Anardil – The birth-name of Tar-Aldarion, the sixth King of Gondor.

Anárion (Tar-Anárion) – From 1280–1394, the eighth King of Númenor.

Anárion – The younger son of Elendil the Tall and brother of Isildur. The brothers, both of whom had been born in Númenor before its Fall, ruled as conjoint Kings of Gondor from shortly after its founding (in 3320 Second Age) until Anárion perished in the War of the Last Alliance (3430). The rule subsequently passed to his son Meneldil, from whom all later Kings of Gondor were descended.

As the realm was originally ordered, Anárion was given the fief of Anórien, which he ruled from his high city of Minas Anor. When Sauron suddenly attacked Gondor, in 3429 Second Age, Anárion took command of the Southern Army and successfully confined the Enemy to the further (eastern) shore of the Anduin. Isildur, meanwhile, went to his father in the North where they rallied the Dúnedain and forged the Last Alliance with the Elves. Anárion was slain by a great stone cast from the walls of Barad-dûr.

See also LINES OF DESCENT.

Anarríma ‘Net-of-Fire’ (Q.) – One of the constellations created by Varda to bring light to Middle-earth for the comfort of the Elves, at the time of their Awakening.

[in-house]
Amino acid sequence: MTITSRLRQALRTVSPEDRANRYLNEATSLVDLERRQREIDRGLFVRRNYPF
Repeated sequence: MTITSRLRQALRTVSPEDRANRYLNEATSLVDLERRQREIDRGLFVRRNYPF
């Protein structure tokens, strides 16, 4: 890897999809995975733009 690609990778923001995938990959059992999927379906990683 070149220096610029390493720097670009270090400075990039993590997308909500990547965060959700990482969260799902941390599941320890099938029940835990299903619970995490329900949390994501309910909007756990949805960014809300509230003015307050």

Anarya ‘Sun’s-day’ (Q.) – The second day of the week in both the Elvish calendars and the Númenorean system of Kings’ Reckoning (the system which was eventually used by most of the Westron-speaking peoples of Middle-earth). The Sindarin form Oranor was used by the Dúnedain; while the Hobbits (who had early taken their calendar from the Dúnedain) used the translation Sunnendei, which later became shortened to Sunday.

Anborn – A scout for the Rangers of Ithilien at the time of the War of the Ring; Faramir’s deputy.

Anca – The Quenya or High-elven word for ‘jaws’; also Tengwa number 15, which represented the sound nk in those languages that required it.

Ancalagon the Black – The greatest of all dragons of Middle-earth, and the leader of the host of winged fire-drakes – the first of their kind ever seen – whom Morgoth unleashed upon the Host of the Valar in the final stage of the Great Battle which ended in his overthrow and casting-out. Ancalagon was slain, so the Elves say, by Eärendil, in battle in the upper airs, and crashed down upon Thangorodrim from a great height, destroying the mountain in his fall.

Ancalimë (Tar-Ancalimë) – From 1075–1280 Second Age the first (ruling) Queen of Númenor; she was the daughter and only child of Tar-Aldarion; to ensure her succession, her father changed the Númenorean law so that the eldest child of either sex inherited. This caused dissension in the House of Elros.